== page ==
Once we’re familiar with the archetypal fields of these twelve core Ideas, a huge range of life’s experiences can be understood within their contexts. Astrology is based on synchronicity between the cosmic patterns symbolized by the planets in the sky, and human personal and collective behavior which Jung described as ‘a peculiar interdependence of objective events among themselves as well as with the subjective states of the observer’. Synchronicity in the context of astrology reveals the broad framework of meaning in which human life at any time is manifesting. And, as an astrologer, I experience daily how amazing the synchronicity can be between the themes symbolized by the changing configurations of the sky and the events happening on earth. And each time I identify the patterning of the archetypal ideas symbolized in a birth chart, and accurately describe how it plays out in its owner’s life, I give proof of synchronicity. Whereas when astrologers such as Richard Tarnas suggest how the archetypal qualities of a planetary configuration such as the present Uranus Pluto square, could manifest, and then see the events they described making news headlines, for example in the 2011 Arab Spring and the revolutionary wars that have followed, they prove that the ancient law of ‘as above so below’ still has validity. (Figure) Thus astrology gives us an overview of the patterns of archetypal meaning pervading the cosmos, and offers us a model of an integrated inner-outer cosmology. It thrived in the past in cultures with world-views in which no essential distinction between mind and matter was made, for example in ancient China which produced the I Ching. For the Chinese the world was not structured by cause and effect, but as David Peat puts it, through clusterings, coincidences and correspondences. And, rather than seeing history as chains of cause and effect, they was it as ‘an account of things that like to happen together.’ Thus synchronicities were not only expected to happen, they were welcomed as they offered insights into the patterns of meaning the whole was weaving.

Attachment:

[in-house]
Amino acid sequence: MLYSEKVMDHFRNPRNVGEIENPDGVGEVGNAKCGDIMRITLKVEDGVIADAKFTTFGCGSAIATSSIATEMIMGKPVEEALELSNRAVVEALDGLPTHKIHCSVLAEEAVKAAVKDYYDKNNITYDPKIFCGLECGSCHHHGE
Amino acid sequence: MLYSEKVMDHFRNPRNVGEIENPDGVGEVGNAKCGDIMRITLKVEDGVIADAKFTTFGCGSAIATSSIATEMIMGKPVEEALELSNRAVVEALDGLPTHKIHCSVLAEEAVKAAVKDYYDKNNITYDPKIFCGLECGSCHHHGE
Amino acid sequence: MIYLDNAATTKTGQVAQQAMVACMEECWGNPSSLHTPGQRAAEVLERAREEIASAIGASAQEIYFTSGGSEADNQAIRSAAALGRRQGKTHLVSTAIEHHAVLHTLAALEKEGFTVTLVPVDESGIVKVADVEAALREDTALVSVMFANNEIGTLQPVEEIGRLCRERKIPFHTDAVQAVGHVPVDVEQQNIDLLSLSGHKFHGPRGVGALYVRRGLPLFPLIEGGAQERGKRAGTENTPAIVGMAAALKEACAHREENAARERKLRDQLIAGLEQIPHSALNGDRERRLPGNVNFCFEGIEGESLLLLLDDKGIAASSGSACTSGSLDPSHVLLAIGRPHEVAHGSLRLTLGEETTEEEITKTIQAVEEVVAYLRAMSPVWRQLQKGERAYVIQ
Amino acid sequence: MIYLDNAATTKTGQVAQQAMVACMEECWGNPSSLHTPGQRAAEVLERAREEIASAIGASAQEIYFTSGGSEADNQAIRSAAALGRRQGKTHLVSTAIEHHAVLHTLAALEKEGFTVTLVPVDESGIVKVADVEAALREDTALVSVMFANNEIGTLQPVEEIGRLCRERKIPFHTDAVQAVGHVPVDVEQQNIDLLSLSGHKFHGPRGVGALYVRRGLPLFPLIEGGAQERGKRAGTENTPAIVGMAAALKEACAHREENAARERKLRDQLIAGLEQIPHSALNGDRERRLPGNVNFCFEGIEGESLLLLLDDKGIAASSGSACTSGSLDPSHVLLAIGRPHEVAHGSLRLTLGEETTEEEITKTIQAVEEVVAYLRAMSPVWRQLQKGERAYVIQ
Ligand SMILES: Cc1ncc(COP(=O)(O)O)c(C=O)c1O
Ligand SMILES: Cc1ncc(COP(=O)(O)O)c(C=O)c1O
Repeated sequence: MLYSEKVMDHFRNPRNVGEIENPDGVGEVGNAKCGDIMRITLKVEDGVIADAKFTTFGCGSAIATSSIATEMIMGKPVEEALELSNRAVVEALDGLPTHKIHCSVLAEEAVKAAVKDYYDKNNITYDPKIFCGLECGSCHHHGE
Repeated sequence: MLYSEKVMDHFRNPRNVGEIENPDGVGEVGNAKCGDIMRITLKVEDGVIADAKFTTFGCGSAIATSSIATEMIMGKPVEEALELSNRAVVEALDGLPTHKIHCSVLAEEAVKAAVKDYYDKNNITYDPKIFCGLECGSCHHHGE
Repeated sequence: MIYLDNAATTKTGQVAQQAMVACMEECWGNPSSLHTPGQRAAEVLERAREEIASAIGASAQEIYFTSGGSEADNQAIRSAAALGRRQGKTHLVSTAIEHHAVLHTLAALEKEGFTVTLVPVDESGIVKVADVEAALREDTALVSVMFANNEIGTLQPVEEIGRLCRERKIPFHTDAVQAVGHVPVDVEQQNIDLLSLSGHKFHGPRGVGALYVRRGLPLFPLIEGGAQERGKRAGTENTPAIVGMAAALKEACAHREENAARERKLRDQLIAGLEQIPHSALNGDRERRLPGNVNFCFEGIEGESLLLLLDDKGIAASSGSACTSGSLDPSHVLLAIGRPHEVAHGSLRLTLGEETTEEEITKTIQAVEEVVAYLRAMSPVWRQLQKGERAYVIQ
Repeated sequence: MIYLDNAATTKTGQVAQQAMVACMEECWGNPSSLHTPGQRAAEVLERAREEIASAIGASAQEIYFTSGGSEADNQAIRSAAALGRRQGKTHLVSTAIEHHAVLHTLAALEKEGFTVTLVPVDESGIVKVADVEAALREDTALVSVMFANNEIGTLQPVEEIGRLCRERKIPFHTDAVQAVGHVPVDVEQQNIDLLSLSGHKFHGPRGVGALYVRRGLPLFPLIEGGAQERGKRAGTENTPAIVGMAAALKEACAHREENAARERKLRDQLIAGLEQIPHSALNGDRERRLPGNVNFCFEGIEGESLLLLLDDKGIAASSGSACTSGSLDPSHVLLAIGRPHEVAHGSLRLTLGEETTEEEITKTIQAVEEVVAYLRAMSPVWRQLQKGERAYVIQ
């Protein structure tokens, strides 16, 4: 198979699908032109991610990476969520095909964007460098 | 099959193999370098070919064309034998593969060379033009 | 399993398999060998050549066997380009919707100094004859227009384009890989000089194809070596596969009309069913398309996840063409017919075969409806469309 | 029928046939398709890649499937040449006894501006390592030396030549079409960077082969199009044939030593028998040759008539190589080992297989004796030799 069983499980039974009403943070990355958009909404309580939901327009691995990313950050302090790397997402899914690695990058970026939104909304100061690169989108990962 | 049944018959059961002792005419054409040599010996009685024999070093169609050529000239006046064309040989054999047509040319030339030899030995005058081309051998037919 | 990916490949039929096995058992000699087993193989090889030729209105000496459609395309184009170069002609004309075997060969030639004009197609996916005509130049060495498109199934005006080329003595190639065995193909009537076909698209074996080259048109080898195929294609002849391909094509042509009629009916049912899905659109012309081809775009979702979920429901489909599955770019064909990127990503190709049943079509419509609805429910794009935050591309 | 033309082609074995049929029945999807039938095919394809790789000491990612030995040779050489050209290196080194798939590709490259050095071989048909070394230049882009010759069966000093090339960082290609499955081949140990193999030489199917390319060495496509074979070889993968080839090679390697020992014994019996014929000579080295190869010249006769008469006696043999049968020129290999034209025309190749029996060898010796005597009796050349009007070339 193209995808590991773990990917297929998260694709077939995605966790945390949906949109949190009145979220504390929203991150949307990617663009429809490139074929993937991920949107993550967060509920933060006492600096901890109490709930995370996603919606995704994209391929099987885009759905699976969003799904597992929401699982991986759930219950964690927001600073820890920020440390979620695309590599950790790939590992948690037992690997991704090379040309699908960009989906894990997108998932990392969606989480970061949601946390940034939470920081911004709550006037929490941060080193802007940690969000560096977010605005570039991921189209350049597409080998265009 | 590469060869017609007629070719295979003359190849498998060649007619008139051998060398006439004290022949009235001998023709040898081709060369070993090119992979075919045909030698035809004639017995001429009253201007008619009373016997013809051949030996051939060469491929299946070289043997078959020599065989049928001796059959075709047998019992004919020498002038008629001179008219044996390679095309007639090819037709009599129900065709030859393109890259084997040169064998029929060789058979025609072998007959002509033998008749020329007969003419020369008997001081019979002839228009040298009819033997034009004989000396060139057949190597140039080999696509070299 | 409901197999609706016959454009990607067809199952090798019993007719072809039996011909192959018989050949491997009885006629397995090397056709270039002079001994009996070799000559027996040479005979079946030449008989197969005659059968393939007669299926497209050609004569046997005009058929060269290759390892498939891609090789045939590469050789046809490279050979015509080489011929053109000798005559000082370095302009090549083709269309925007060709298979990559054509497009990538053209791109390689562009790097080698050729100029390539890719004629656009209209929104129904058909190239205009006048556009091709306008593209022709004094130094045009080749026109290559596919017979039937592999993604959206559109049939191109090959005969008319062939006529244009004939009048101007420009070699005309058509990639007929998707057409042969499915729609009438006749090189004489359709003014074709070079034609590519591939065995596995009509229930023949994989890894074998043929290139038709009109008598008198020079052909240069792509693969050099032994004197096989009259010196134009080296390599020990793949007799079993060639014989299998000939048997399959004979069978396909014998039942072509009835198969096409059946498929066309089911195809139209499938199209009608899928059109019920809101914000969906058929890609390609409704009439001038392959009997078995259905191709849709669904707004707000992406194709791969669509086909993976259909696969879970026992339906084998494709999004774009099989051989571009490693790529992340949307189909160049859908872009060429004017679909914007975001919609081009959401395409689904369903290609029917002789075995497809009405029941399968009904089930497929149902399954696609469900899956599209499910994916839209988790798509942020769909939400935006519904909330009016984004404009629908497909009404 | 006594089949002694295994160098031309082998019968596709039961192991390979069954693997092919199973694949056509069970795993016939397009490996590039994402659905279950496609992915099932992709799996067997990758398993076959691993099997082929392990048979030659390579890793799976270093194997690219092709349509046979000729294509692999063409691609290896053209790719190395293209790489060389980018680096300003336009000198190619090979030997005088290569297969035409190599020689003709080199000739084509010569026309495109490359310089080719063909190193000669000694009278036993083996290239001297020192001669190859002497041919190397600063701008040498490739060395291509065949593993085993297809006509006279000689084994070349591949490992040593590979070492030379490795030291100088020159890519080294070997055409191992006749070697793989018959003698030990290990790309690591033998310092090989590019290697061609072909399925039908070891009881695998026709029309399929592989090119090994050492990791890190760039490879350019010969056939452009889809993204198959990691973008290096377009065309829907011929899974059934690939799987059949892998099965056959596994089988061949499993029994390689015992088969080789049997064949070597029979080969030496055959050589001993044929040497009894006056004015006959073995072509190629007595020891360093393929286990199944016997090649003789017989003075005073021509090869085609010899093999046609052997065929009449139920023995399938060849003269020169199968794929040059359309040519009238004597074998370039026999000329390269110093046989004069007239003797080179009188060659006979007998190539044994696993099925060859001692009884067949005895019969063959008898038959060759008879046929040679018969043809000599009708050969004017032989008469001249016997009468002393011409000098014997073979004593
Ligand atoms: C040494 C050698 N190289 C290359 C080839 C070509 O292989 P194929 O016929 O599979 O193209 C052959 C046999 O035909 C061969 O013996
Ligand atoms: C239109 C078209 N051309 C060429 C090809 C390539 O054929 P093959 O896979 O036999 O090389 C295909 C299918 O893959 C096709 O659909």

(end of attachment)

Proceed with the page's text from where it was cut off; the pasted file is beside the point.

I’ve produced an oracle book that in its modest way fulfils the same role as the I Ching, and also contains a vast array of meaning based on astrology as its organizing system. I have a prototype with me this weekend, and invite you in your spare moments to test synchronicity by throwing a twelve-sided dice and receiving a message from the oracle.

Synchronicities often have an aura of numinosity as they point to our lives having a transcendental dimension. And, whether or not we believe in higher selves, caring ancestors or guardian angels, experiences of synchronicity can give us the feeling we’re being guided. If I had time I’d give you some examples of this type of mysterious coincidence, but you’ll have to wait for the book I’ve written on this subject to come out.

Finally, through opening a window into a timeless spaceless dimension, synchronicity gives us experiential proof that the gap between the two worlds is an illusion, and there is a world of greater meaning beyond. Figure Then, once the interconnectedness of things has been glimpsed, the sadness that accompanied our belief in our isolated separateness melts away. And our three-dimensional world becomes illuminated with intimations of a deeper coherence, of, as Wordsworth put it, ‘something far more deeply interfused…a motion and a spirit, that impels all thinking things, all objects of all thought, and rolls through all things.’